The Bontrager’s Affinity Pro saddle is another first for a test bike in this magazine. This saddle’s shape used to be exclusively reserved for the lower models and had a plastic shell with alloy rails.

It was comfortable yet bulky and this latest carbon update should make it a great high-end seat. It is very attractive and the 10mm carbon rails easily sat on the clamp’s carbon-specific ears.

Gel inserts are another element of the comfort package but one of Trek’s great innovations is the Blendr stem which has very functional housings for additional components such as lights and cycle computers…  

Handlebars

The Domane SLR comes with Bontrager’s IsoCore handlebars. They have a reasonably shallow bend and will be very comfortable as they have provisions to fit Bontrager’s IsoZone foam onto them.

It makes the bar tape look extra thick but it is just removable foam on the bars.

It is better than the gel that some people used to wrap bar tape over because it does not squash down and bunch up (nor does it get gross and stinky from being in the sun under sweaty hands for long periods).

These bars are said to have a form of dampening built into them so between that, the foam, and the Isospeed decoupler at the front of the bike, a person’s hands will never have rested so comfortably.

Bontrager has released a new iteration of the direct-mount calipers in 2017 but the 2016 version were a significant improvement on what came before…!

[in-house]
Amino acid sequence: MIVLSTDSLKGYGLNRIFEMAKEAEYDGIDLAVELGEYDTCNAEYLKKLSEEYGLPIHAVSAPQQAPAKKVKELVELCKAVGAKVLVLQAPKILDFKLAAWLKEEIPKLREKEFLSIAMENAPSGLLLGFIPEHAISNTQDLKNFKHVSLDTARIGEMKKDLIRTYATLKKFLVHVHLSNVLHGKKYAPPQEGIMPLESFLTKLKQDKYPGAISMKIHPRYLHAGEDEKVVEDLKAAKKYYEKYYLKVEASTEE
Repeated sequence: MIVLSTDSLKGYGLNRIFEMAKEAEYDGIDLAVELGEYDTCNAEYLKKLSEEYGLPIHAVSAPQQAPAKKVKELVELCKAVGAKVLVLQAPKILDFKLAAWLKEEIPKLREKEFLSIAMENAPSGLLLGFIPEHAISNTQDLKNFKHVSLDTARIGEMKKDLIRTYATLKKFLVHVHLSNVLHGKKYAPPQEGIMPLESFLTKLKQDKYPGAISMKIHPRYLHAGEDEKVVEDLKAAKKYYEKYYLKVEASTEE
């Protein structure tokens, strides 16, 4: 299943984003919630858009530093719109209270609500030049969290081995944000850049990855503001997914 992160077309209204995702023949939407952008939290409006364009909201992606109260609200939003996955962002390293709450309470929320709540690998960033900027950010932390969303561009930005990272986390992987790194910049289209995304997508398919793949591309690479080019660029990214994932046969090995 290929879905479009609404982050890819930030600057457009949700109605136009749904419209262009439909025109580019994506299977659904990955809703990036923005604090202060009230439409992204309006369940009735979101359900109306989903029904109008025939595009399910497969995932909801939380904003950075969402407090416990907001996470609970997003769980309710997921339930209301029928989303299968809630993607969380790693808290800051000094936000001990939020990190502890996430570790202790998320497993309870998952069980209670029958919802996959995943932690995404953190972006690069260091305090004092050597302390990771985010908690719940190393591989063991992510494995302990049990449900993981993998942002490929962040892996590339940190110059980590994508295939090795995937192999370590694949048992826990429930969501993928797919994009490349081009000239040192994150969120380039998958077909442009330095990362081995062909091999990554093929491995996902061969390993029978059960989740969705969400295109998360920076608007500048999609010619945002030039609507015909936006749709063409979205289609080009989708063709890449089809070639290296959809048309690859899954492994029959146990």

Direct-mount brakes

It’s well documented that SRAM is yet to develop direct-mount brakes, instead preferring to push the hydraulic rim brake system that has not really taken off. (We have yet to see them, let alone work on them. But apparently they are “out there” and that they are pretty good… if you’re interested.)

Bontrager’s lightweight direct-mount calipers are used in lieu of SRAM branded products.

These have been fitted on the top-level Emonda bikes for a while and have received positive reviews.

It is important to fit these calipers correctly because the old Bontrager direct-mount brakes were rather rank. Made of cheap aluminium they would warp under braking and get super spongy after two or three rides.

These latest calipers are easy to adjust and very snappy on the workstand – a road test will determine their quality but the signs are good for these calipers.

SRAM eTap made its debut on the market in 2016 and it continues to set the standard in workshop simplicity…!

SRAM Red eTap

(Note: this review was from 2016 when eTap was first available to the public.)

Finally, the wireless eTap gets a start in our build report. As expected, it has changed the way we put a bike together.

No cables means a much cleaner look from handlebars to rear derailleur and not having to route the gear cables is a novelty that will never grow old.

Adjustments are simple if the set-up process is done correctly.

The usual workshop elements remain: a straight derailleur hanger and the limit screws must be set to get a crisp rear shift – except the front derailleur can be set and relied upon before the chain is even installed.

Using the guides on the front derailleur cage, the front derailleur is positioned using the big chainrings and then SRAM’s Yaw design does the rest.

SRAM’s eTap’s simplicity is exactly as expected.

The cable-free ensemble is really easy to install and the removable batteries charge very quickly. It’s great when hype materialises and the eTap groupset is sure to have other manufacturers on their heels for a while.